West London jeweller cleared of murdering abusive boyfriend

Alice Ross and agency
Elizabeth Hart-Browne leaving the Old Bailey after the trial. She told the court that Stephen Rayner mimicked violent criminal Charles Bronson during his attacks on her. Photograph: Emily Pennick/PA

A jeweller wept in court as she was cleared of murdering her boyfriend by stabbing him in the neck at their west London home.

Elizabeth Hart-Browne, 27, told the jury during her trial at the Old Bailey in London that Stephen Rayner, 25, was abusive and would mimic Charles Bronson, one of Britain’s most violent prisoners, during attacks on her. A jury found her not guilty on Thursday.

The mother of two denied murdering Rayner in a champagne-fuelled rage after returning from a family party on the night of 17 September last year, while her children slept in the home. She told the jury she stabbed Rayner after forgetting that she was holding a knife as they grappled with one another during an argument. “I thought he was going to kill me,” she said, adding that he had threatened to do so before.

She told police: “I have just killed the man I love” after being arrested for stabbing Rayner three times in the neck with a large kitchen knife at the flat they shared in Hanwell, west London. Rayner staggered outside and collapsed. Neighbours described hearing “hysterical” screams and saw Hart-Browne kneeling over Rayner’s body. She told the court she had stabbed him accidentally while he was attacking her. As he lay outside, Hart-Browne went back inside the flat to clean up some of the blood and wash the knife. She later explained that she had panicked.

Rayner, a call centre worker, had regularly inflicted domestic violence on Hart-Browne during their six-year relationship, she told the court. But despite this, she said, she wasn’t unhappy in the relationship. “I have always been happy with Stephen. Obviously we had our ups and downs with our relationship … I didn’t like what went on in our relationship at times, but I wasn’t unhappy,” she said.

Within months of the relationship starting, Rayner injured her wrist during a row outside the Hammersmith Apollo in February 2011. “I just thought it was an accident,” she said of the incident, which left her with a suspected fracture. “It was a bit rough the way he was pulling me, but I didn’t think it was an assault.”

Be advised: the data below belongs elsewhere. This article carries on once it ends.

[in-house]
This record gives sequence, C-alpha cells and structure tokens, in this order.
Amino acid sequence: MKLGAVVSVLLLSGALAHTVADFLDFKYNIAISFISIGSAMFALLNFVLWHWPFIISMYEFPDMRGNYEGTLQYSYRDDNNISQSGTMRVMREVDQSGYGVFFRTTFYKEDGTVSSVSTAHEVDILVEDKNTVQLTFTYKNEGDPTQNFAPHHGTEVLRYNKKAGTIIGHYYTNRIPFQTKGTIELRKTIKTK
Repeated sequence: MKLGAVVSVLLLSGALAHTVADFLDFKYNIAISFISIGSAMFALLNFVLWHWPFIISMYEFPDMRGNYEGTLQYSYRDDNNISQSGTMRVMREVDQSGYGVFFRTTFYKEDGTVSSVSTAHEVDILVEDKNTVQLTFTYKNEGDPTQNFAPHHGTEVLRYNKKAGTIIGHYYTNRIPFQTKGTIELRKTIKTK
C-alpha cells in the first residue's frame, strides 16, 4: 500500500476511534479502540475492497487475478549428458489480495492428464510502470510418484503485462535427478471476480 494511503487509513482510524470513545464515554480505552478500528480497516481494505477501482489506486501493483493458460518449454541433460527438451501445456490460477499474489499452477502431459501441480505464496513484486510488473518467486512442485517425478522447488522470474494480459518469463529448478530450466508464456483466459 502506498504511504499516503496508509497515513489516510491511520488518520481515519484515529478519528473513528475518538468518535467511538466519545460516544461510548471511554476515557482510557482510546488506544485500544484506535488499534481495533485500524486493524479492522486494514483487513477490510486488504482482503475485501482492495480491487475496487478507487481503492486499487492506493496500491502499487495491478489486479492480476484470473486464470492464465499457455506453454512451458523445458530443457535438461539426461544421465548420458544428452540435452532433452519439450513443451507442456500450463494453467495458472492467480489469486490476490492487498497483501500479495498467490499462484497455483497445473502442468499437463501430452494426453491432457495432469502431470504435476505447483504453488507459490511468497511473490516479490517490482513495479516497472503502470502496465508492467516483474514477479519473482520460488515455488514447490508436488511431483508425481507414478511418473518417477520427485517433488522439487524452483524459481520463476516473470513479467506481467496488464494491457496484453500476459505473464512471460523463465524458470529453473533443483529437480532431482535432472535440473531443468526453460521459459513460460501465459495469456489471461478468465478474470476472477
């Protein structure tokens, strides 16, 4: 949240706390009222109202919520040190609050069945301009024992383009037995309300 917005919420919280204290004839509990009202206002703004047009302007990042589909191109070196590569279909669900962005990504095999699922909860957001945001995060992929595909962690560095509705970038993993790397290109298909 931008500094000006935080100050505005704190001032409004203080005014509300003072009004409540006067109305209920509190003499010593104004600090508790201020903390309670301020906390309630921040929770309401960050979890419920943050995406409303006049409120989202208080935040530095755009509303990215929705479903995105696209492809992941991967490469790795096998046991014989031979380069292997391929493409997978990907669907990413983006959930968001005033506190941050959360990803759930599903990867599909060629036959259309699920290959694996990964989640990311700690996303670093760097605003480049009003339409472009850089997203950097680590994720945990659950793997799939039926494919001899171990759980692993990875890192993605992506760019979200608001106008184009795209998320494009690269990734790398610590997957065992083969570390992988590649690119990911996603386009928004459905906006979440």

Hart-Browne described how the following year she hit Rayner with a stiletto as he grabbed her by the throat during an argument outside an Uxbridge nightclub. “He had his hand very tightly around my throat. I ended up falling to the floor,” she told the court. Rayner was ordered to attend a domestic violence programme as part of an 18-month community order following the incident.

On another occasion, when the couple were living with Hart-Browne’s mother, Rayner shoved her during an argument about washing-up and she fell against a mirror, cutting her back on a shard of glass. “Stephen was shouting, ‘I think I’ve killed her, I think I’ve killed her’ to my mum,” she said.

Hart-Browne then told how in October 2015 Rayner came home drunk and threatened to kill her. “He had a fascination with Charles Bronson. He would take on that persona sometimes when he was angry,” she said. “His whole accent changed, his whole being would change, and I couldn’t get through to him.”

She was so afraid that she took out life insurance the same year, she said. “I believed I was in danger of him killing me and I didn’t want my kids to be left with nothing.”

Rayner bit her face on one occasion and in June last year “waterboarded” her by holding her head under the taps in the bathroom, the court heard.

Prosecutor Rosina Cottage QC said the couple had a volatile relationship. “The rows appear to have been stimulated by allegations of infidelity against Stephen Rayner and jealousy and controlling behaviour by the defendant.”

She outlined how Hart-Browne had also physically attacked Rayner at times, on one occasion with a candlestick. He told friends about having to wrestle a knife from her, and said she had slashed his arm.

After the trial, which last six weeks, the jury spent 15 hours in deliberation before clearing Hart-Browne. She left the court and went straight to a waiting black cab without commenting on the verdict to reporters. Her lawyers said they were pleased with the outcome.

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